Mevarchin Rosh Hodesh Shevat
Candles 4:40pm January 20th
Havdalah 21st at 5:35

The new Book of Shemot that we start this week has a very important theme that is often overlooked. The crucial role of women in Jewish history and Judaism.

We read about Shifra and Pua the two midwives who defied Pharaoh’s instructions to kill the Israelite male children. Their reward was establishing dynasties within the Children of Israel. It must have taken amazing fortitude and huge risk to find ways of circumventing the orders of an absolute ruler. All the more so, given that there were plenty of men who were unwilling or incapable of such heroism and just looked for an easy way out.

Then we have Zipppora, Moshe’s wife, who takes responsibility for saving her child when it seems Moses neglected his religious duties. Next week we will read about Yochebed and Miriam and their part in defying Pharaoh’s instructions too. And Pharaoh’s daughter herself who also refused to accept her father’s commands.

We learn not just about the role of women in providing the moral strength to stand up to their enemies but also the crucial role of women in preserving family life which is at the core of Jewish survival.

And we also learn that although the rule of law must be obeyed wherever we may be living, if that law is morally wrong, we have a duty to stand up against it.

1/12/2017

Shabbat Vayehiy

Candles Friday 13th January 4:31pm
Havdalah 14th 5:27pm

Favoritism runs through the Book of Bereishit. You might say it started with God preferring Abel’s sacrifice to Cain’s. God preferring Noah to all the rest. Then Abraham favors Isaac. Isaac favors Esau. Rebecca favors Jacob. Jacob favors Joseph and this week Jacob favors Efraim over Menashe. And the consequences played out over the next 1000 years of Jewish history as the tribes argued and fought, split into two rival states until eventually they merged under the tribe of Judah, to become Jews ( as well as Children of Israel).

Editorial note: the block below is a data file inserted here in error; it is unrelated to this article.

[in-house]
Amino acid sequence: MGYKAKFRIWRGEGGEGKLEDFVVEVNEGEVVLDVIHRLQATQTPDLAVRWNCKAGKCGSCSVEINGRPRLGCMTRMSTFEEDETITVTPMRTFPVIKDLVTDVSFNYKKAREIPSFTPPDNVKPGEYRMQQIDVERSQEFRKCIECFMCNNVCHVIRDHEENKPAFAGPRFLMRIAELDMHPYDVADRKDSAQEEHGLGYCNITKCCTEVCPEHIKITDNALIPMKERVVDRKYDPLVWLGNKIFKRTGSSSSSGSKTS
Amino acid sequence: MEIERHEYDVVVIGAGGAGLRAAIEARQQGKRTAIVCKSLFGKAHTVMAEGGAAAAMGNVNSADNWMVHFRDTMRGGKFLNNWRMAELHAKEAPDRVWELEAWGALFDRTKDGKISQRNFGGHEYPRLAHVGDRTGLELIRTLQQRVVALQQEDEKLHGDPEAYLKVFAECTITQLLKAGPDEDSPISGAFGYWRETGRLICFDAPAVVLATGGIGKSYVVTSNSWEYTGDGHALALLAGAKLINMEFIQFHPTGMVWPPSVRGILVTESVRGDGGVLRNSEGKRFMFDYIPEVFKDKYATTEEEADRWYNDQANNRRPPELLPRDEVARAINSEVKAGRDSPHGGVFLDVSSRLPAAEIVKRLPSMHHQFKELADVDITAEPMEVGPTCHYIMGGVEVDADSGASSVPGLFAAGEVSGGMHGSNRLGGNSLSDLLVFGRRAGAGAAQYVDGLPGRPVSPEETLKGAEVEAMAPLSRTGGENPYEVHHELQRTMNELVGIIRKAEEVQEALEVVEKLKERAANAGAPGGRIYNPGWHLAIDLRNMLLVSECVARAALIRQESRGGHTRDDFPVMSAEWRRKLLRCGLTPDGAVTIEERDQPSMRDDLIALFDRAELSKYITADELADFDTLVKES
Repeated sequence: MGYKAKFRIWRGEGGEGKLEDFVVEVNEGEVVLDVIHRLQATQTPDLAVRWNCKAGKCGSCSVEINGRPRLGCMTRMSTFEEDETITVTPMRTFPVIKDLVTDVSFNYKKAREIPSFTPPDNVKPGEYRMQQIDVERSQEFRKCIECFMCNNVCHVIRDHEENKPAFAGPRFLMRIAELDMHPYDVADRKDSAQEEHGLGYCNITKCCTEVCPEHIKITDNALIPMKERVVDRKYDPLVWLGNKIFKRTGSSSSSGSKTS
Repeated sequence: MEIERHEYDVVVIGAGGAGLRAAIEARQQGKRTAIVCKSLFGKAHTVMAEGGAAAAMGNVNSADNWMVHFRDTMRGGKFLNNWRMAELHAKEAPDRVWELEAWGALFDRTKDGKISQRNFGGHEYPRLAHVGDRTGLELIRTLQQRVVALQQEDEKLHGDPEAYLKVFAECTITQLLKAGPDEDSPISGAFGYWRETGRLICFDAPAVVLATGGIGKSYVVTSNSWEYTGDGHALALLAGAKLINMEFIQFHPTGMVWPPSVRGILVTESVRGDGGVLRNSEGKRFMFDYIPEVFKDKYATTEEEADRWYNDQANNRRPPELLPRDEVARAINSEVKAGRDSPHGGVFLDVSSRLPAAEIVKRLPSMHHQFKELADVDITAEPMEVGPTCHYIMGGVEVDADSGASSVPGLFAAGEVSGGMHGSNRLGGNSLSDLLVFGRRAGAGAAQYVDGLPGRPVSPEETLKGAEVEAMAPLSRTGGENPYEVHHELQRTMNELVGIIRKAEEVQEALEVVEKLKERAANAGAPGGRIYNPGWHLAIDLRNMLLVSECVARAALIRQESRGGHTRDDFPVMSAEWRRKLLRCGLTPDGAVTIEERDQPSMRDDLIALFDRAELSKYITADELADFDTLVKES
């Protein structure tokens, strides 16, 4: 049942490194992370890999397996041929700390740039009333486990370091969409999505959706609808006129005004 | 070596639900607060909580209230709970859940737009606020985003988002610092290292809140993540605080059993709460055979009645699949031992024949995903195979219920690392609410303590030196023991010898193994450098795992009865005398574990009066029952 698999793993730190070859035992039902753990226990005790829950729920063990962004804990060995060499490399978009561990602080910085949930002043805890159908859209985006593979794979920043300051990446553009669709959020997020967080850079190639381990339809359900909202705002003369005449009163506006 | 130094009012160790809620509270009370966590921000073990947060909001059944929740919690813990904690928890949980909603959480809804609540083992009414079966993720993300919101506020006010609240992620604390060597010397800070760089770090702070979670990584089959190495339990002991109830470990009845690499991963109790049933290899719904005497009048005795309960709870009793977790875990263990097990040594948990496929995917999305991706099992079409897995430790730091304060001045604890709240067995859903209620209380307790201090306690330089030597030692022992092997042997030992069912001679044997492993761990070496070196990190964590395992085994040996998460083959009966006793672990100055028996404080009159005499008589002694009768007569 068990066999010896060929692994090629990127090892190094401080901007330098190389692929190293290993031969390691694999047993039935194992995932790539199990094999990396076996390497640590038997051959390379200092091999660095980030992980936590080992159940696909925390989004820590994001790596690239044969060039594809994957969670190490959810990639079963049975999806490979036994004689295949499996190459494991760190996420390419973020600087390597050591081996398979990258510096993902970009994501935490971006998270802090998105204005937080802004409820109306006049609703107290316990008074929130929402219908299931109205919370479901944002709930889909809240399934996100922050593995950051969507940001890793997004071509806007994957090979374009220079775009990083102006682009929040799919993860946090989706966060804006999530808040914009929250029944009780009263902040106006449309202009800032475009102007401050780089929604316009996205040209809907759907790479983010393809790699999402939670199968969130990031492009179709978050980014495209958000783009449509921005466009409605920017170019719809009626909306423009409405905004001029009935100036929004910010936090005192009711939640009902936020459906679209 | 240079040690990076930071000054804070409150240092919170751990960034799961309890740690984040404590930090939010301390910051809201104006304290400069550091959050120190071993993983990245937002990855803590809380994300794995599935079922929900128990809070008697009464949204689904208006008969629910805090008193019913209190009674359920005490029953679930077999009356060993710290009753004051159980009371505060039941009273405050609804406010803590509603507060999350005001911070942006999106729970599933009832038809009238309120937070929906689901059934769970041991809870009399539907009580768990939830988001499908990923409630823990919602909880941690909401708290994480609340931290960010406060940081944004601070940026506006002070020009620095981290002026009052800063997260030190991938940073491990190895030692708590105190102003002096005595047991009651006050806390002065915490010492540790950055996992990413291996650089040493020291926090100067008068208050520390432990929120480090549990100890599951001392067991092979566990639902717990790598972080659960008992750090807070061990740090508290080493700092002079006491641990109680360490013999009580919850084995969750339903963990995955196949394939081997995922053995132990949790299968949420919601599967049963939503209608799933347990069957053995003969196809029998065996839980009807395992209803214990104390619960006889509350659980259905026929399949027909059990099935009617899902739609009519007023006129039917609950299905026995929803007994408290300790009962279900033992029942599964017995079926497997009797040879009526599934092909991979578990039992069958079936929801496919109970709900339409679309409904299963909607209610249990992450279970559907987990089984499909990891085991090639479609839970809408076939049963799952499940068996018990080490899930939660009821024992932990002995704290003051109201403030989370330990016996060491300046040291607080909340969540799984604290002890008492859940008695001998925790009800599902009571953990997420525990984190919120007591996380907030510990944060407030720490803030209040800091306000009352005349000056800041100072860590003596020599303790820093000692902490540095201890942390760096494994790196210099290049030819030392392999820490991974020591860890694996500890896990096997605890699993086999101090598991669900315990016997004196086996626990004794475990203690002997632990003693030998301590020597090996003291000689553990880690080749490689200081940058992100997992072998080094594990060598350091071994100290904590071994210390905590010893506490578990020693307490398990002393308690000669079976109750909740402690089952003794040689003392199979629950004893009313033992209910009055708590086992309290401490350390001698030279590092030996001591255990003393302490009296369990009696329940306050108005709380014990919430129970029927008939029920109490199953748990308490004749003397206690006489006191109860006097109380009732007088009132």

The Torah seems to be ambiguous about favoritism. On the one hand, it supports meritocracy, finding the best person for the job. On the other hand, it favors heredity, emphasizing tribal differences, choosing a specific tribe to become priests and later a specific family to provide kings. On the meritocratic level Jews as identified through their mothers as all equal and potential leaders. Anyone can get to the top. On the tribal level as identified through fathers, they provide aristocracies of kings and priests. Only those born to it can lead. This dichotomy runs through the history of mankind.